Now, it is impossible to know exactly how many new people you’ll need at a specific moment in the future, but it helps to have the data (from both internal and external sources) easily available. For instance, you can analyze historical data from former business growth periods in order to see how it affected staffing levels.
Additionally, you can take a peek at your competitors and follow their growth trends and staffing levels. Their development can also teach you a lot about the skills that are required for each department.
You should also look into their hiring trend. Do they hire full-time employees or do they lean towards short-term contracts? They may also be focusing on training current employees in order to reduce the cost of new hires.
Lastly, it helps to analyze industry benchmarks as well. These will let you know about the skills that will matter the most in the future. It can prove especially useful as market circumstances change and new technologies get adopted.
5. Put Everything Together
Now that you know what you have and what you need to reach your goals, it’s easier to perform a so-called gap analysis. As a result, you will be able to pinpoint the areas where your current team doesn’t have the skills or the number of people needed to reach the set goals.
Moreover, the analysis takes into consideration workforce availability, so it will be easier to decide whether to focus on hiring or to upskill within your own team.
But a gap analysis is not just about deciding whether or not to hire new people. The analysis may also reveal redundancies in some departments (a surplus of employees with a certain skill(s)). In this case, you will have to decide whether these people can be retained and used during the next growth period or if you have to let them go.
Also, pay attention to staff performance during crunch time. Most skill gaps show up during busy periods (such as sales season or during the holiday shopping frenzy) and the situation is back to normal afterward. In this case, you don’t need more full-time employees and can keep costs down by hiring contract employees.
Review, Edit, Repeat
Any good staffing plan needs to be reviewed periodically and adjusted according to the new data and information. While you are free to choose your own review period, it’s best to do an annual checkup. This way, the current plan will have the time to show its strong points and flaws.
Moreover, it’s crucial that you involve the decision-makers and professionals from all departments (starting with HR) in the steps mentioned above. After all, the staffing plan touches on budget, development, sales, and other similar departments and you need to consider their perspective as well.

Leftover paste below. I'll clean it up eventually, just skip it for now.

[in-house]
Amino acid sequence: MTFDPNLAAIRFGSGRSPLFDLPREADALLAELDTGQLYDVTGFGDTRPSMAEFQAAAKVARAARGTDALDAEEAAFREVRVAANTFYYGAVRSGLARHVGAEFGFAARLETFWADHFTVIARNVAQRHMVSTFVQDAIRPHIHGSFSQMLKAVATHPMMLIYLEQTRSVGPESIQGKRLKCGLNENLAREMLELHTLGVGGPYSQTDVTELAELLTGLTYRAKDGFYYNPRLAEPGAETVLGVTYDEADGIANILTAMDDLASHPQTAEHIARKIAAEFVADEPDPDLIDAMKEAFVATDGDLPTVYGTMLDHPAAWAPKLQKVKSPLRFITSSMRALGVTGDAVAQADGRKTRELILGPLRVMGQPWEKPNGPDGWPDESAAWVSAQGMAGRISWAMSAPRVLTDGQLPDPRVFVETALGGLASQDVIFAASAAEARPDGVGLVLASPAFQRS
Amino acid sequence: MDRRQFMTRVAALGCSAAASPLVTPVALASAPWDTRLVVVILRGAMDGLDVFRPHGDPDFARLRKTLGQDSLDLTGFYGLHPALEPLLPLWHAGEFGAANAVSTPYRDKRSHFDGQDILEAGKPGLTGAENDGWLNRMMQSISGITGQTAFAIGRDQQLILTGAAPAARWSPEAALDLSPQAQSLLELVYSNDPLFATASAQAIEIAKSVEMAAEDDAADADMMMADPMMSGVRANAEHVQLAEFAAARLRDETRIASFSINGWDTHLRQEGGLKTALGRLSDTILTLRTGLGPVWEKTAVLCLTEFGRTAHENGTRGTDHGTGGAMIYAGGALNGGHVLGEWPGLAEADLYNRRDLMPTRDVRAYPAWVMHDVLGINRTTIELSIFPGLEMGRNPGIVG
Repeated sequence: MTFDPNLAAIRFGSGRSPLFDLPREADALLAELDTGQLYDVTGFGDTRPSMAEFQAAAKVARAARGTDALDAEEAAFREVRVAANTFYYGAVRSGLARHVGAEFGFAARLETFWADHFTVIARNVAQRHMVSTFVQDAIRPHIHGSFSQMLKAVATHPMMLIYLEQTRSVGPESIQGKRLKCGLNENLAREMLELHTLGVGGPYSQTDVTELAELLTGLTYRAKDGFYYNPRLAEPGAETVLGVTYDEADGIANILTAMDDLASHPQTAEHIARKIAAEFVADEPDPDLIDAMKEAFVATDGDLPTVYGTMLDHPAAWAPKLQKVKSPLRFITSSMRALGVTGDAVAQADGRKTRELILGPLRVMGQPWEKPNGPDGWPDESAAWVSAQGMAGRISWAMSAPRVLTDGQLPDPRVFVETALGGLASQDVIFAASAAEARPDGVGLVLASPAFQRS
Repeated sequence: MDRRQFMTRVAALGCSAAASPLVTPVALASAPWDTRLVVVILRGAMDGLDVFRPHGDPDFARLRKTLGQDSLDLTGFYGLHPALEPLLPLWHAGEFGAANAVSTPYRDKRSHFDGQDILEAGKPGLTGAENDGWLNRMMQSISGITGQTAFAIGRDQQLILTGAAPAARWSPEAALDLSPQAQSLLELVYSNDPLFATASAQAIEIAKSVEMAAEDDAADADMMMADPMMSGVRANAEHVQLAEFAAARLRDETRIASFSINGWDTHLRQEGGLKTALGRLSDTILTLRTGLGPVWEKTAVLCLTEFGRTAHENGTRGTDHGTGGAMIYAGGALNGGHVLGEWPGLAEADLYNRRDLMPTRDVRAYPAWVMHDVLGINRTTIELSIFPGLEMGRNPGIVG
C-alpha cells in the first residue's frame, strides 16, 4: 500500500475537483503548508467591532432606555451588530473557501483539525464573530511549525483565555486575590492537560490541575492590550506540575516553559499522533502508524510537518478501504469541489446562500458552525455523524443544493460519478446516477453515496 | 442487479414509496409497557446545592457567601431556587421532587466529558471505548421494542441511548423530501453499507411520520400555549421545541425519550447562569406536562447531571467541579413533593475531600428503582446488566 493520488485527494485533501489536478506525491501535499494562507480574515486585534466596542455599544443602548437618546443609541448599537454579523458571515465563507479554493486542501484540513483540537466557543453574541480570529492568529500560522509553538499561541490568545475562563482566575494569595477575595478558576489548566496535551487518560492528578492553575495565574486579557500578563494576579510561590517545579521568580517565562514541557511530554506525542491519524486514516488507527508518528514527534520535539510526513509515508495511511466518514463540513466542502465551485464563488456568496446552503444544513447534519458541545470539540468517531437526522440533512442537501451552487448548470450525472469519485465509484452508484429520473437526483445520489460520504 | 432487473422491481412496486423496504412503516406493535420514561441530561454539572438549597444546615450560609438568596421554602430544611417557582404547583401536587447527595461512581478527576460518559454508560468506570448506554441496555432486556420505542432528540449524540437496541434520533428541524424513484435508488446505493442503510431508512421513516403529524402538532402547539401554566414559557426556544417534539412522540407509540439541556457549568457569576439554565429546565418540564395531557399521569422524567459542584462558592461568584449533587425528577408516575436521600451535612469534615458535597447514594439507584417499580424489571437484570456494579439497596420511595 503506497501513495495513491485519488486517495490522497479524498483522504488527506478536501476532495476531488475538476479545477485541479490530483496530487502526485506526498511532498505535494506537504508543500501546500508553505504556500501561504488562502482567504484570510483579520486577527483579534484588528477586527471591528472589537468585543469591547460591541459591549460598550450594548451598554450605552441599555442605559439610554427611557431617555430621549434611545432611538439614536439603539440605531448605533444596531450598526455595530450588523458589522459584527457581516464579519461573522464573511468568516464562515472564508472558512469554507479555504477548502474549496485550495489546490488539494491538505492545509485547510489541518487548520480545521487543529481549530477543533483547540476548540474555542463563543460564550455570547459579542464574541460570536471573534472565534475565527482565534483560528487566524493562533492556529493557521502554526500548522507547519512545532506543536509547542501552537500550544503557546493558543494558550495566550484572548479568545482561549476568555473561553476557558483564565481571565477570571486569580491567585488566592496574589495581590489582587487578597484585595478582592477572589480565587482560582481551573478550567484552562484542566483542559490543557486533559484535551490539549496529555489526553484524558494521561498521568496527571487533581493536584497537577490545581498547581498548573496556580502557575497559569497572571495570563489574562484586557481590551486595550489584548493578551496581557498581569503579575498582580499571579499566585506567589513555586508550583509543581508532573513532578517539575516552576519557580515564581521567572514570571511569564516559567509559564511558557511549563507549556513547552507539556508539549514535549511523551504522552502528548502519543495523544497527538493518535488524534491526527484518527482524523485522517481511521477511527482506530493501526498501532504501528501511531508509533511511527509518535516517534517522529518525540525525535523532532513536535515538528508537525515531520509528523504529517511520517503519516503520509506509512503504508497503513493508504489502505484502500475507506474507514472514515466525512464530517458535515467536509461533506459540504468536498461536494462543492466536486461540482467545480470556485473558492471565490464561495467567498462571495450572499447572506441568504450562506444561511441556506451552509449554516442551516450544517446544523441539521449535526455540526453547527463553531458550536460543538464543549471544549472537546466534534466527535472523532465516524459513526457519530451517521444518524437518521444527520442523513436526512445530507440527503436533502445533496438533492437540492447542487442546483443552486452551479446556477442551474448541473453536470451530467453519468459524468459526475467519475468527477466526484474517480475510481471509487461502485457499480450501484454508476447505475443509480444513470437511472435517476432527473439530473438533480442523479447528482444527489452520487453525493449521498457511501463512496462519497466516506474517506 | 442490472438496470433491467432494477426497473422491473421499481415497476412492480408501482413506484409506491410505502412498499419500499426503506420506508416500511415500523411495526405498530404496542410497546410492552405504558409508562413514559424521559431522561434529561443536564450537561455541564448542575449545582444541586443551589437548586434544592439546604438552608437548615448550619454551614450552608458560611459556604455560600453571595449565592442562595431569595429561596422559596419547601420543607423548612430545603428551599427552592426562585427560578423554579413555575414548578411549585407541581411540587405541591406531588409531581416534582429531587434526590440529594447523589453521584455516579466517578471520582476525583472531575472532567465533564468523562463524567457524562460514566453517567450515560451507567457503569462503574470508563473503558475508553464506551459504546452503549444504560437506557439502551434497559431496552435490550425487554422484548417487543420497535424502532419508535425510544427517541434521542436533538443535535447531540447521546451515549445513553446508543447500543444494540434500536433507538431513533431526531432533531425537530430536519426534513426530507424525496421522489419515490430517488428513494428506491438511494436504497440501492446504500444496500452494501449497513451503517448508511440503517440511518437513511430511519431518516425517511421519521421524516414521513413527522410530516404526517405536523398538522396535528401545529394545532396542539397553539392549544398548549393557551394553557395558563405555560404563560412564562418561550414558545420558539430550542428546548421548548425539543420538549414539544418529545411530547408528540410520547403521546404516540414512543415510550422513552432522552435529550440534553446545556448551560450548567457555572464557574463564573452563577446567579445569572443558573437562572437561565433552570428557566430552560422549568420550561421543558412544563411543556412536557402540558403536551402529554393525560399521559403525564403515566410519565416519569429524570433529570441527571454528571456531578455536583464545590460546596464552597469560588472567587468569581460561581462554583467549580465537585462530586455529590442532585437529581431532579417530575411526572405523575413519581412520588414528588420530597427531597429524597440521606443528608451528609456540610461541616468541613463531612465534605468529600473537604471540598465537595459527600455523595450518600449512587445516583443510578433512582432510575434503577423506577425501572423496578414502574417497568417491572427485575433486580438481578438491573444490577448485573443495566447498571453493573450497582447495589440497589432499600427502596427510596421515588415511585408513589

Quick TipA CRM solution (like OroCRM) will make it easier to gather data from all departments and share your thoughts with everyone. It’s also a better way to keep the data centralized and keep the line of communication between departments open.
Keep in mind that, at the base of a solid staffing plan sits clear communication of expectations and requirements. For things to progress, every member of your team must know their role but they also need to have an open mind regarding alternative methods (such as part-time & seasonal workers or the use of technology to support the lack of personnel).
According to a survey from the Society for Human Resource Management, human capital is one of the largest investment challenges for employers. Of course, in today’s dynamic and competitive business environment you can’t do anything without a reliable team. Therefore, the challenge lies in finding the right people, with the right skills, who are willing to accept the compensation you’re offering.
Moreover, as the generations change and millennials take over the workforce, there is a shift in the way people perceive a workplace. For instance, millennials are more focused on mental health and achieving a life-work balance. Most recently, the pandemic made remote work possible even for industrial brands. At the end of the day, there are many factors that influence where people choose to work. Aside from compensation, the work environment, the benefits, and company growth trajectory can push employees to seek other options.
In conclusion, the workforce is also in a period of change, which is why it’s more important now than ever to take a step back and put together a solid staffing plan. As the business grows, you will have access to more relevant data, which means your insight will become sharper and your decision-making better.